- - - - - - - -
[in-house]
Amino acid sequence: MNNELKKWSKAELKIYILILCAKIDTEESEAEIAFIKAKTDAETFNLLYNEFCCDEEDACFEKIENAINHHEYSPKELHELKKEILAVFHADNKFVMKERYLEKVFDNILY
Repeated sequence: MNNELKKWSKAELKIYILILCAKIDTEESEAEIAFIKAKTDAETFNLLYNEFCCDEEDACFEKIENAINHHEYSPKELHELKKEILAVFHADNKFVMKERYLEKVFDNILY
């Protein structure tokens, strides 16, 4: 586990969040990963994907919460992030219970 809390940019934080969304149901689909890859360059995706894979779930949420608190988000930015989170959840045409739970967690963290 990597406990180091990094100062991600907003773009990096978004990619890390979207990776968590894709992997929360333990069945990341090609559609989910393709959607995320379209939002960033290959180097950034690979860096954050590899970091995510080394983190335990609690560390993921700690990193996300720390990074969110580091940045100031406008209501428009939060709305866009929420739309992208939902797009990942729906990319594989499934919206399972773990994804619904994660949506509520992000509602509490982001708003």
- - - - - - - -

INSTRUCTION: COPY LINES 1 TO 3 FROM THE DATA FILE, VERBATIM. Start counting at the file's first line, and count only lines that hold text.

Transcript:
[in-house]
Amino acid sequence: MNNELKKWSKAELKIYILILCAKIDTEESEAEIAFIKAKTDAETFNLLYNEFCCDEEDACFEKIENAINHHEYSPKELHELKKEILAVFHADNKFVMKERYLEKVFDNILY
Repeated sequence: MNNELKKWSKAELKIYILILCAKIDTEESEAEIAFIKAKTDAETFNLLYNEFCCDEEDACFEKIENAINHHEYSPKELHELKKEILAVFHADNKFVMKERYLEKVFDNILY